called him "incontestably the greatest man I ever knew." Southern-born Elizabeth Blair
Elizabeth Blair Lee
Elizabeth Blair Lee was an American woman who lived through the American Civil War, and wrote hundreds of letters describing the events of the times to her husband, Samuel Philips Lee.-Biography:...

 said that, "Those of Southern born sympathies know now they have lost a friend willing and more powerful to protect and serve them than they can now ever hope to find again."

Andrew Johnson
Andrew Johnson
Andrew Johnson was the 17th President of the United States . As Vice-President of the United States in 1865, he succeeded Abraham Lincoln following the latter's assassination. Johnson then presided over the initial and contentious Reconstruction era of the United States following the American...

 was sworn in as President following Lincoln's death. Johnson was to become one of the least popular presidents in American history. He was impeached
Impeachment in the United States
Impeachment in the United States is an expressed power of the legislature that allows for formal charges against a civil officer of government for crimes committed in office...

 by the House of Representatives
United States House of Representatives
The United States House of Representatives is one of the two Houses of the United States Congress, the bicameral legislature which also includes the Senate.The composition and powers of the House are established in Article One of the Constitution...

 in 1868 but the Senate
United States Senate
The United States Senate is the upper house of the bicameral legislature of the United States, and together with the United States House of Representatives comprises the United States Congress. The composition and powers of the Senate are established in Article One of the U.S. Constitution. Each...

 failed to convict him by one vote.

Secretary of State William Seward recovered from his wounds and continued to serve in his post throughout Johnson's presidency. He later negotiated the Alaska Purchase
Alaska purchase
The Alaska Purchase was the acquisition of the Alaska territory by the United States from Russia in 1867 by a treaty ratified by the Senate. The purchase, made at the initiative of United States Secretary of State William H. Seward, gained of new United States territory...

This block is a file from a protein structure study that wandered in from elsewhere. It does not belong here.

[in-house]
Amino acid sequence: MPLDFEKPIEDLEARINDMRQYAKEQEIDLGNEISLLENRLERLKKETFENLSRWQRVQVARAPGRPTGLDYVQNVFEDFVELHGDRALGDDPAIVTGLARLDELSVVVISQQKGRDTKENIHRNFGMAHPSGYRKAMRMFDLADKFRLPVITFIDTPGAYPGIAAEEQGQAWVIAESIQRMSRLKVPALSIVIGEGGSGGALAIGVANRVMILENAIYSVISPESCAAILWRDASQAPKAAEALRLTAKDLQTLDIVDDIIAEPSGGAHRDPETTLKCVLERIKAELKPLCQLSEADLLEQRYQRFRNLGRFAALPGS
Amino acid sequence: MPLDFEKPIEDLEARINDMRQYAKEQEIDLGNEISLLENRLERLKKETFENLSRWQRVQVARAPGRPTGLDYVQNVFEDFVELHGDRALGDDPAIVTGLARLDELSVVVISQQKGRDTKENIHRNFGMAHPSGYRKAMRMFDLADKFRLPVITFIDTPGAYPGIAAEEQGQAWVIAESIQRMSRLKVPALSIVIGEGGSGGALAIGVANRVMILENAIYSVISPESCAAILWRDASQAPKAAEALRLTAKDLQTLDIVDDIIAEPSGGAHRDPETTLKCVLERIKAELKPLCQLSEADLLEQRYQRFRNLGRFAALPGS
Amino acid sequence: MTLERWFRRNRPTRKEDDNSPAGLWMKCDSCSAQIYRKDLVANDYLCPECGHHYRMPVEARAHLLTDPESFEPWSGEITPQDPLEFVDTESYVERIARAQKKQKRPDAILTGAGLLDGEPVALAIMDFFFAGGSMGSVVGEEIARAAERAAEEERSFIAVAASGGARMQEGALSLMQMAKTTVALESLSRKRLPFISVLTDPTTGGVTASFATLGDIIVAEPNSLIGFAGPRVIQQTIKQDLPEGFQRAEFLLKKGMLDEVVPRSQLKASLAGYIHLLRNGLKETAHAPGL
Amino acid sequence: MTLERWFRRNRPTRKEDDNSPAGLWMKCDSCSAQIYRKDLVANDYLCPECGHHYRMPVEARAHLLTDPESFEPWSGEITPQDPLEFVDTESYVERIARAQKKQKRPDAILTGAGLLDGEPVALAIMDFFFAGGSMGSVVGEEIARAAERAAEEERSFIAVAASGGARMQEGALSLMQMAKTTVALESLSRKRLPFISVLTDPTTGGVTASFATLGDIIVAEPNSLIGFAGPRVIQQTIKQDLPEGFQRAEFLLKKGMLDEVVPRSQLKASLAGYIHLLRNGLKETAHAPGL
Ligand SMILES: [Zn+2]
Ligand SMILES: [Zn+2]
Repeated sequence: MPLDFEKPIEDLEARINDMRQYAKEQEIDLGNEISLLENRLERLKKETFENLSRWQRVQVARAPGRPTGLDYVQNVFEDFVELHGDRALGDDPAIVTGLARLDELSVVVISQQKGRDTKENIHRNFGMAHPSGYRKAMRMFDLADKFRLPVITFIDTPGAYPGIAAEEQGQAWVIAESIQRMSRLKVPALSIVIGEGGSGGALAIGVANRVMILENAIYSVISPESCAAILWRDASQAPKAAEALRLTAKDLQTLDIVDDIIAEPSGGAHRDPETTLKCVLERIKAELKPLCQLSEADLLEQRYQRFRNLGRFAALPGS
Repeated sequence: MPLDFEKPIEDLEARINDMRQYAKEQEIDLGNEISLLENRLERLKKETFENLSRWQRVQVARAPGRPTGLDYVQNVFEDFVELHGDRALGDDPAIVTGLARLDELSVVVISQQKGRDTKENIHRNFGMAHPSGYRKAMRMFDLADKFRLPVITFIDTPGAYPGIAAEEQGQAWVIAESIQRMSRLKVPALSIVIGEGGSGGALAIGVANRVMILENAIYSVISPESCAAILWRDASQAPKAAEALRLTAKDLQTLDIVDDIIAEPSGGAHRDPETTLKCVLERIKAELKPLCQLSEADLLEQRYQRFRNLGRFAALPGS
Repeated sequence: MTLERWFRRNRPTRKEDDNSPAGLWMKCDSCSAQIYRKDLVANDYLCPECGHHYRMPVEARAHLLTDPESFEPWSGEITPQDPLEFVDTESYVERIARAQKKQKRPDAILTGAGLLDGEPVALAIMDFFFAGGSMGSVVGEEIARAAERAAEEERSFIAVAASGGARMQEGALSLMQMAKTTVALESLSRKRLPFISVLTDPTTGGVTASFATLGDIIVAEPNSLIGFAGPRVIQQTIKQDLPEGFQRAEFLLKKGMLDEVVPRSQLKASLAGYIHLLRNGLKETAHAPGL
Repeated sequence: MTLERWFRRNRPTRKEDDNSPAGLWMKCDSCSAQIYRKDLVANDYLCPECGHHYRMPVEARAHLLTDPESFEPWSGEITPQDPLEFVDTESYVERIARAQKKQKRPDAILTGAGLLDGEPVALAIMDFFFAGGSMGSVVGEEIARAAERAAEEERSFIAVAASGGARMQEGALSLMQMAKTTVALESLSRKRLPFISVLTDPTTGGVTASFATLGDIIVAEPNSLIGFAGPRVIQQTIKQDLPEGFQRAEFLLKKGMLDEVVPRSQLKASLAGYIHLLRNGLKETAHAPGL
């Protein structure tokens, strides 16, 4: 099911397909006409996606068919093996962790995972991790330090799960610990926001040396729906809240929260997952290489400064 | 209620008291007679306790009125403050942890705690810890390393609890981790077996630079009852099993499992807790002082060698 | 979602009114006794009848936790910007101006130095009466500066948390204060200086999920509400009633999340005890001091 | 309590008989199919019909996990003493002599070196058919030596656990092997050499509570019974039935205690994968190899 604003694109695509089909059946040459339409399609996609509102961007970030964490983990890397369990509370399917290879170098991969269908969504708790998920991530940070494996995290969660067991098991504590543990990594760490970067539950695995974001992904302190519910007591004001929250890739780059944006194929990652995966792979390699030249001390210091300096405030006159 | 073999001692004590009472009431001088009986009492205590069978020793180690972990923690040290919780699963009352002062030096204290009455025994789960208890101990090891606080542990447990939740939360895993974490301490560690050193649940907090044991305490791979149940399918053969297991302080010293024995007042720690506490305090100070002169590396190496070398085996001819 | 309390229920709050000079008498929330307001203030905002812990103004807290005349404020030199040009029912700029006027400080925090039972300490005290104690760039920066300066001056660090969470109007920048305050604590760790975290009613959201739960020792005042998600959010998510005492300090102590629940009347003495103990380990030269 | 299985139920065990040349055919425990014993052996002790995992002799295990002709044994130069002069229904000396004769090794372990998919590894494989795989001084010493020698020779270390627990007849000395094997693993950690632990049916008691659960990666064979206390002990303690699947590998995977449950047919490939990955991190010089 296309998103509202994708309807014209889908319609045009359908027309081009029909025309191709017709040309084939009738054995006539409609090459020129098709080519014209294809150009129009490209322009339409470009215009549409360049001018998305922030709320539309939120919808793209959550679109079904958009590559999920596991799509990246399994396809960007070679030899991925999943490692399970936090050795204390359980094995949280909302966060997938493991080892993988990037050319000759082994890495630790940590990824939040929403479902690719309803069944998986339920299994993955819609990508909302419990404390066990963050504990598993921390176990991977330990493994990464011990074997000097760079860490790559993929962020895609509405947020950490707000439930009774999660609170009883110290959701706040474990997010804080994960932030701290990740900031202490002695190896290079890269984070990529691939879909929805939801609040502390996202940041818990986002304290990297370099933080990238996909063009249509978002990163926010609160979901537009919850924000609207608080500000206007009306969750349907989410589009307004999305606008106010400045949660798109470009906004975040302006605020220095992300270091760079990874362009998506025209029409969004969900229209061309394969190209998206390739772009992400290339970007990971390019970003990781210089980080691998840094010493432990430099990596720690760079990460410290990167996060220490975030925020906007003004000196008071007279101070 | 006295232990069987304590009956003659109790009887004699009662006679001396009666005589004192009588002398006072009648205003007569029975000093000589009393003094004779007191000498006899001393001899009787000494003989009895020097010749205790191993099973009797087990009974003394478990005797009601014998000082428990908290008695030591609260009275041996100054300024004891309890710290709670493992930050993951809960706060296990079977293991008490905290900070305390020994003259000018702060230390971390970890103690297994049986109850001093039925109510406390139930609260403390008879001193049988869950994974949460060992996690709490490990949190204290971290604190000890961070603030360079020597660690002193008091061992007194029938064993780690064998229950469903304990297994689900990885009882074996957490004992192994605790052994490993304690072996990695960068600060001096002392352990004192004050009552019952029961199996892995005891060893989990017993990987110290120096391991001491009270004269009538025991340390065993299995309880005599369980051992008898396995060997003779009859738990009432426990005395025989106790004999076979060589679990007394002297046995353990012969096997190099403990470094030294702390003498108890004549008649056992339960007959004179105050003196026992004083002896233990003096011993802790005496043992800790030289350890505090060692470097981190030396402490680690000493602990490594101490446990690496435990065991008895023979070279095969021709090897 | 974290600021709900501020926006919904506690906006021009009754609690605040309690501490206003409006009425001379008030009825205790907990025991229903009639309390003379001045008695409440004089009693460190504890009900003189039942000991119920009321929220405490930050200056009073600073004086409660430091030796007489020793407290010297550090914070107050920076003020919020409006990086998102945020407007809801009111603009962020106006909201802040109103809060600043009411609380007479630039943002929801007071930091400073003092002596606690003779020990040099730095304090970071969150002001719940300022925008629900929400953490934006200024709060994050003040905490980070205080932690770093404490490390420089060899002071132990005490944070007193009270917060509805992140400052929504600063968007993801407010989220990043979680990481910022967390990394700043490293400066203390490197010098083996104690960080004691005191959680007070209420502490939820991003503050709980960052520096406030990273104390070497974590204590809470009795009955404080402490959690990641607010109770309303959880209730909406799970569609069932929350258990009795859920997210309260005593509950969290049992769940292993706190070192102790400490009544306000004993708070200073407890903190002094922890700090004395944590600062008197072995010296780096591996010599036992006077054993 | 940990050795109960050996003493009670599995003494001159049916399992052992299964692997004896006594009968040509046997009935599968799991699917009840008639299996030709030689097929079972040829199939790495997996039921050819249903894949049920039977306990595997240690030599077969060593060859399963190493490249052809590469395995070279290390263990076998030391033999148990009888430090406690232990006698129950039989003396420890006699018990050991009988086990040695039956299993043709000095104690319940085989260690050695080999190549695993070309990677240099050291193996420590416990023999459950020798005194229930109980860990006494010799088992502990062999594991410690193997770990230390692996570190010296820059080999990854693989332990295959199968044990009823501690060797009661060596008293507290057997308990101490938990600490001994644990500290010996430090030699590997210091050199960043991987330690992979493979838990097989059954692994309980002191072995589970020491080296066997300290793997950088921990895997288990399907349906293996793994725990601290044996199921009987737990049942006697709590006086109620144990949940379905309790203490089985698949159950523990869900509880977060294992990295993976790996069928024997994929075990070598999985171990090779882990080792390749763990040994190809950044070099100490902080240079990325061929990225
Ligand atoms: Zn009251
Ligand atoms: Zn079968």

, then known as Seward's Folly, by which the United States purchased Alaska from Russia in 1867.

Henry Rathbone and Clara Harris married two years after the assassination, and Rathbone went on to become the U.S. consul
Consul (representative)
The political title Consul is used for the official representatives of the government of one state in the territory of another, normally acting to assist and protect the citizens of the consul's own country, and to facilitate trade and friendship between the peoples of the two countries...

 to Hanover, Germany. However, Rathbone later went mad and, in 1883, shot Clara and then stabbed her to death. He spent the rest of his life in a German asylum for the criminally insane.

John Ford
John T. Ford
John Thomson Ford was an American theater manager in the nineteenth century. He is most notable for operating Ford's Theatre at the time of the Abraham Lincoln assassination.-Early life:...

 tried to reopen his theater a couple of months after the murder, but a wave of outrage forced him to cancel. In 1866, the federal government purchased the building from Ford, tore out the insides, and turned it into an office building. In 1893, the inner structure collapsed, killing 22 clerks. It was later used as a warehouse, then it lay empty until it was restored to its 1865 appearance. Ford's Theatre reopened in 1968 both as a museum of the assassination and a working playhouse. The Presidential Box is never occupied. The Petersen House was purchased in 1896 as the "House Where Lincoln Died"; it was the first piece of real estate ever acquired by the federal government as a memorial. Today, Ford's and the Petersen House are operated together as the Ford's Theatre National Historic Site
Ford's Theatre
Ford's Theatre is a historic theater in Washington, D.C., used for various stage performances beginning in the 1860s. It is also the site of the assassination of U.S. President Abraham Lincoln on April 14, 1865...